Yahoo Q1 just beats Wall Street, mobile and “Mavens” grow, search and display down
Total revenue was $1.08 billion, down 11 percent vs. a year ago.
In the midst of the drama over who’s going to buy Yahoo, the company reported Q1 2016 earnings today. Results were somewhat better than Wall Street analyst consensus estimates. Total revenue was $1.08 billion, down from $1.23 billion a year ago and off 11 percent year over year.
The company broke out its “MaVeNS” (mobile, video, native, social) and mobile revenue, both of which grew compared with a year ago (seven percent and 11 percent, respectively). Separately reporting these categories has been a way to tell a growth story in the midst of declining core display revenue. However, native display revenue was a particular bright spot, with 28 percent growth year over year.
Paid search clicks were down 21 percent, but prices increased seven percent compared to the first quarter of 2015. Overall search revenue was down 15 percent to $820 million. Display ad sales were up, but revenue was down slightly to $463 million vs. $467 million a year ago.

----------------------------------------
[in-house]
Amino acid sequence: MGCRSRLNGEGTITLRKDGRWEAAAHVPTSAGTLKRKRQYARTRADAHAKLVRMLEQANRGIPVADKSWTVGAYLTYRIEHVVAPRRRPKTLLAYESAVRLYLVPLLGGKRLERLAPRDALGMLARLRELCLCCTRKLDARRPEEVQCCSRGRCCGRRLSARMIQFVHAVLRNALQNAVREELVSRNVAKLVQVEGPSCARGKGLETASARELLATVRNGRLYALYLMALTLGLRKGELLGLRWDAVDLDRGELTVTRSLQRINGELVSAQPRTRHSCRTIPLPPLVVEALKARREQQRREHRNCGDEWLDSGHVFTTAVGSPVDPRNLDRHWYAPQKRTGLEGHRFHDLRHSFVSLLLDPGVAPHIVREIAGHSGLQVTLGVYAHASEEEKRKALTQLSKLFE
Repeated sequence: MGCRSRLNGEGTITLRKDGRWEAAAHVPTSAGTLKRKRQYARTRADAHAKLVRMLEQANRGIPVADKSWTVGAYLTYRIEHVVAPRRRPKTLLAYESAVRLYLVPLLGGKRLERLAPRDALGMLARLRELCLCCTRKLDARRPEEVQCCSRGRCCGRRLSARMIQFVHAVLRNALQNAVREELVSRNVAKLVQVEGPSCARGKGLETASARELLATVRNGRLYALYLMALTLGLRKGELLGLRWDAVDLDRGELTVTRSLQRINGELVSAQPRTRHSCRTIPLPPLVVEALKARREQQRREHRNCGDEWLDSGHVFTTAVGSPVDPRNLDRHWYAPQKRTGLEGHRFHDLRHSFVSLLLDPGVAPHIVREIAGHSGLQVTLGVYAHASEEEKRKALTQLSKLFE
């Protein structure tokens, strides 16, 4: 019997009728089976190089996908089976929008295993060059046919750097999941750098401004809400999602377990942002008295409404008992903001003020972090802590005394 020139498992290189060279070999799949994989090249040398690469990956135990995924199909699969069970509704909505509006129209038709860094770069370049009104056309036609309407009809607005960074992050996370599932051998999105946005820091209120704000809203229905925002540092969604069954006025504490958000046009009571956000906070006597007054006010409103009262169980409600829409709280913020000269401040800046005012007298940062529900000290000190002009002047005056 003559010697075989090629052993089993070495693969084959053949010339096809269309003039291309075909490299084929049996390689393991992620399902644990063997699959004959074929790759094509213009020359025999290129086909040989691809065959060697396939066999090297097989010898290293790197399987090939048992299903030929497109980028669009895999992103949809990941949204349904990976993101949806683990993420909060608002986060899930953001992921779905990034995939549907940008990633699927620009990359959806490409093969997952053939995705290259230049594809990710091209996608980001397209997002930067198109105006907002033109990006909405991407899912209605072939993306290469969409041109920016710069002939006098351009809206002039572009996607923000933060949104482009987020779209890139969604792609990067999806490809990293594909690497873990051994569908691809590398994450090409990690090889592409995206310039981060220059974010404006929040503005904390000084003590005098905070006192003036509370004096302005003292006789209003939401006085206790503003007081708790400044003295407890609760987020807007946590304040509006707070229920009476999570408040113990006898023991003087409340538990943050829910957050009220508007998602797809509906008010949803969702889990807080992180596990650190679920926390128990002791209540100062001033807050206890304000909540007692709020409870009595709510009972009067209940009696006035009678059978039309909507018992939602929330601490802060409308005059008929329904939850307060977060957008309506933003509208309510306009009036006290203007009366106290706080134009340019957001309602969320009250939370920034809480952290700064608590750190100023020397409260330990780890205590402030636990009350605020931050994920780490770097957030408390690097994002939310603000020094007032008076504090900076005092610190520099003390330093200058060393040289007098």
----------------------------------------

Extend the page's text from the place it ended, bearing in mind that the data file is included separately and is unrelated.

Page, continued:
In a prepared statement, Yahoo CEO Marissa Mayer said that the company had made “substantial progress towards potential strategic alternatives for Yahoo” (read: sale). Beyond Private Equity, Verizon and YP, we don’t know exactly who submitted acquisition bids for the company yesterday. That will undoubtedly come out in the next week or so.
On the previous earnings call, Mayer announced significant layoffs and a restructuring plan aimed at streamlining and focusing the company’s efforts on core areas of strength. Mayer also said last time that 2016 would be a transition year in which revenues and earnings are likely to decline, “with growth returning in 2017.”
Yahoo’s core business weakness and its declining display and search revenue represent a challenge for any buyer. Analysts suggested that Yahoo might be sold for between $4 and $8 billion. In 2008, Microsoft unsuccessfully tried to buy Yahoo for roughly $45 billion.